Summary: accepting objections is one of the most valuable skills a manager can learn, and yet the role models we get fail to highlight this
As many other geeks, I have always been fascinated by aviation and its history. One of the things that kept intriguing me was a simple question: what could cause the dramatic decline in the number of plane crashes attributable to pilot error?
I recently found an answer to that question in a book by Jonah Lehrer, crediting two different factors for the increased safety.
The first is due to technical progress: the introduction of commercial flight simulators allowed pilots to practice in difficult situations before experiencing them in real life.
However, the other cause is more interesting as it depends exclusively on human factors:
There was one other crucial factor in the dramatic decline of pilot error: the development of a decision-making strategy known as Cockpit Resource Management (CRM). The impetus for CRM came from a large NASA study in the 1970s of pilot error; it concluded that many cockpit mistakes were attributable, at least in part, to the “God-like certainty” of the pilot in command. If other crew members had been consulted, or if the pilot had considered other alternatives, then some of the bad decisions might have been avoided. As a result, the goal of CRM was to create an environment in which a diversity of viewpoints was freely shared.
― Jonah Lehrer, How We Decide
Similar strategies have been later adopted by other professions in which decisions have a crucial role, such as fire-fighters, naval officers and surgeons, to the point that Cockpit Resource Management has then been renamed Crew Resource Management to encompass its applications outside the airline industry.
The CRM program is based around a mantra: “See it, say it, fix it”, which implies that:
- anyone is able to identify problems, issues or warning signs, not just the person in charge;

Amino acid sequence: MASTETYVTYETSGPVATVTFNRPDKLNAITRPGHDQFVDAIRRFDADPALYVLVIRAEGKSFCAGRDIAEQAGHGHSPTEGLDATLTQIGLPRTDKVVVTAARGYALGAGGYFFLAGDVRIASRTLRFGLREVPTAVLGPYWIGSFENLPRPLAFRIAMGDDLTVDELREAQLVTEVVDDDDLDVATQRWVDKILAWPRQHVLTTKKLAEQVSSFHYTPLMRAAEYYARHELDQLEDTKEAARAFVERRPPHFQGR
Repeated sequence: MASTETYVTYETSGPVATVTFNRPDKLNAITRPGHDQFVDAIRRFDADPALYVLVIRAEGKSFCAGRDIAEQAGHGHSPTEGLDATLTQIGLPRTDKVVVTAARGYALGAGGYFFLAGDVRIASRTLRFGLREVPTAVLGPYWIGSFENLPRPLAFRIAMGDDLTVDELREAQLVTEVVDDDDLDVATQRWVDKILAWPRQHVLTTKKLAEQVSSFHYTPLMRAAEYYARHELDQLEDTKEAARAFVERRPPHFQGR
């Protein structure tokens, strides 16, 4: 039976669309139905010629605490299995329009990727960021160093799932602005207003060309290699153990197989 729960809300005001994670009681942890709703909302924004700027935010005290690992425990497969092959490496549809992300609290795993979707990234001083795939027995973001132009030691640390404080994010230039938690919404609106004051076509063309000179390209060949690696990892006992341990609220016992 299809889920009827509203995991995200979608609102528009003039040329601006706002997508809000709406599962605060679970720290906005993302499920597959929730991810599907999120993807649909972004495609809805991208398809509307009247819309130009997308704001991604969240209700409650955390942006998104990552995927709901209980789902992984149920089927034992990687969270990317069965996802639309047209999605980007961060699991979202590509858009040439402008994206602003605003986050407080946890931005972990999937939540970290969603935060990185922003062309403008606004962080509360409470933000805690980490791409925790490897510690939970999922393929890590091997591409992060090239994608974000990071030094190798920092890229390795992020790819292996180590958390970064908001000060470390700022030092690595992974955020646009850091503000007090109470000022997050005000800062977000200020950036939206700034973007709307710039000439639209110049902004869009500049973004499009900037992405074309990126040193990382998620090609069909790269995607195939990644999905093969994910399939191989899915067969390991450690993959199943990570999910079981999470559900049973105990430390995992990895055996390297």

- whenever some warning sign is spotted, the person making the discovery has the duty to report it;
- the reporter of a problem should suggest (or start looking for) a possible solution immediately.
What is even more interesting is that, being born in a context where hierarchy is extremely important, CRM training puts a significant stress on the communication between supervisors and subordinates. It is so easy for supervisors to mistake objections for insubordination that they are trained to accept them, and specific training is given on how to question authority without threatening. For example, firemen are suggested to follow these five steps when advocating their own position:
- An opening statement using the addressed person’s name (“Dave,” “Captain,” “Chief”)
- Stating your concern as an owned emotion (“I think we are heading for a problem…” )
- Stating the problem as you see it (“It looks like that building is getting ready to flash”)
- Offering a solution (“I think we should evacuate the interior crews right now”)
- Obtaining agreement (“Do you agree?”)
― International Association of Fire Chiefs, Crew Resource Management, A positive change for the fire service
Software engineering is a different context, as no lives are at risk during the development of a software project. However, I believe we could benefit greatly from this kind of attitude.
It is often the case that bad decisions taken early on during the life of a project carry significant consequences, consequences that could have been avoided if team members had voiced their opinion more effectively.
We are trained to care for the members of our teams, to respect their opinions, but often accepting objections is not something we are taught. If we are leading other people, we should do whatever we can to make them feel at ease in expressing their dissent with what we say, even when it hurts our ego.
If we are part of the team, we have the responsibility to object when we see an incoming disaster, but our objections should never sound as attacks.
Most of the role models we venerate highlight uncompromising leadership, vision and strength. But it is better to be proven wrong earlier than to be judged in hindsight after a catastrophe.